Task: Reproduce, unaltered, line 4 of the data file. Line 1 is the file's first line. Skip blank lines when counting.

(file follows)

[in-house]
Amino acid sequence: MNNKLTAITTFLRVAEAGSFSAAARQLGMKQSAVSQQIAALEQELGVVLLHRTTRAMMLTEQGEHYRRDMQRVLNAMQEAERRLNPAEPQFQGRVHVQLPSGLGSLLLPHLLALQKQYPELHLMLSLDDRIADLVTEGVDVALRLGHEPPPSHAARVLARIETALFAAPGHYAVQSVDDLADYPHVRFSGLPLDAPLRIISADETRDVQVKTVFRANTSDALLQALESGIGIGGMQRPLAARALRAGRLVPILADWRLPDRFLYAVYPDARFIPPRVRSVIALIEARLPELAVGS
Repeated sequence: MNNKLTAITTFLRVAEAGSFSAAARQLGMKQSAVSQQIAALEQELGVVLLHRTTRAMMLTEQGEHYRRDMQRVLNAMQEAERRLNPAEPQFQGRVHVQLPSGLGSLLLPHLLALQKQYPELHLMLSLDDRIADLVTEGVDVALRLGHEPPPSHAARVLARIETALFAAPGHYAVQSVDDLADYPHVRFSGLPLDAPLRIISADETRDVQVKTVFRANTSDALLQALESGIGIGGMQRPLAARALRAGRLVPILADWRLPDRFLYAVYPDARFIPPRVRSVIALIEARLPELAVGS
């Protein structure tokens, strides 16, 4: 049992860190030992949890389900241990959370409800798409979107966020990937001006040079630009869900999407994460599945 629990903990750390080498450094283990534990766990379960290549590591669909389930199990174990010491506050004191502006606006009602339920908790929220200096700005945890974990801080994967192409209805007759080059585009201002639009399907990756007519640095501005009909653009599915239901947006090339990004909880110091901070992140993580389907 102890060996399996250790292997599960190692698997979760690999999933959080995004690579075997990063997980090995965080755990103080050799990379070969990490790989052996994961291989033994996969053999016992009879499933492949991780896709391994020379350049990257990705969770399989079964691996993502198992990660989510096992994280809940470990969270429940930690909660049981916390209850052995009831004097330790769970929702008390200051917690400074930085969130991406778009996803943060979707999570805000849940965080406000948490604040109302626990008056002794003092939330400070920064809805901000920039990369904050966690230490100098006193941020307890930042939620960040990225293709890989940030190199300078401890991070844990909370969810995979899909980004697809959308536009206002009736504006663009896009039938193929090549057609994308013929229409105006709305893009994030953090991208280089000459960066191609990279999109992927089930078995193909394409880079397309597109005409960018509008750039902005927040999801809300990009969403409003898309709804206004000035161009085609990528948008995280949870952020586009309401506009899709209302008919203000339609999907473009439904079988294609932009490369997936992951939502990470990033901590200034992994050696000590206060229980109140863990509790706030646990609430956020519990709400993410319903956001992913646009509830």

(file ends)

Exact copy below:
């Protein structure tokens, strides 16, 4: 049992860190030992949890389900241990959370409800798409979107966020990937001006040079630009869900999407994460599945 629990903990750390080498450094283990534990766990379960290549590591669909389930199990174990010491506050004191502006606006009602339920908790929220200096700005945890974990801080994967192409209805007759080059585009201002639009399907990756007519640095501005009909653009599915239901947006090339990004909880110091901070992140993580389907 102890060996399996250790292997599960190692698997979760690999999933959080995004690579075997990063997980090995965080755990103080050799990379070969990490790989052996994961291989033994996969053999016992009879499933492949991780896709391994020379350049990257990705969770399989079964691996993502198992990660989510096992994280809940470990969270429940930690909660049981916390209850052995009831004097330790769970929702008390200051917690400074930085969130991406778009996803943060979707999570805000849940965080406000948490604040109302626990008056002794003092939330400070920064809805901000920039990369904050966690230490100098006193941020307890930042939620960040990225293709890989940030190199300078401890991070844990909370969810995979899909980004697809959308536009206002009736504006663009896009039938193929090549057609994308013929229409105006709305893009994030953090991208280089000459960066191609990279999109992927089930078995193909394409880079397309597109005409960018509008750039902005927040999801809300990009969403409003898309709804206004000035161009085609990528948008995280949870952020586009309401506009899709209302008919203000339609999907473009439904079988294609932009490369997936992951939502990470990033901590200034992994050696000590206060229980109140863990509790706030646990609430956020519990709400993410319903956001992913646009509830």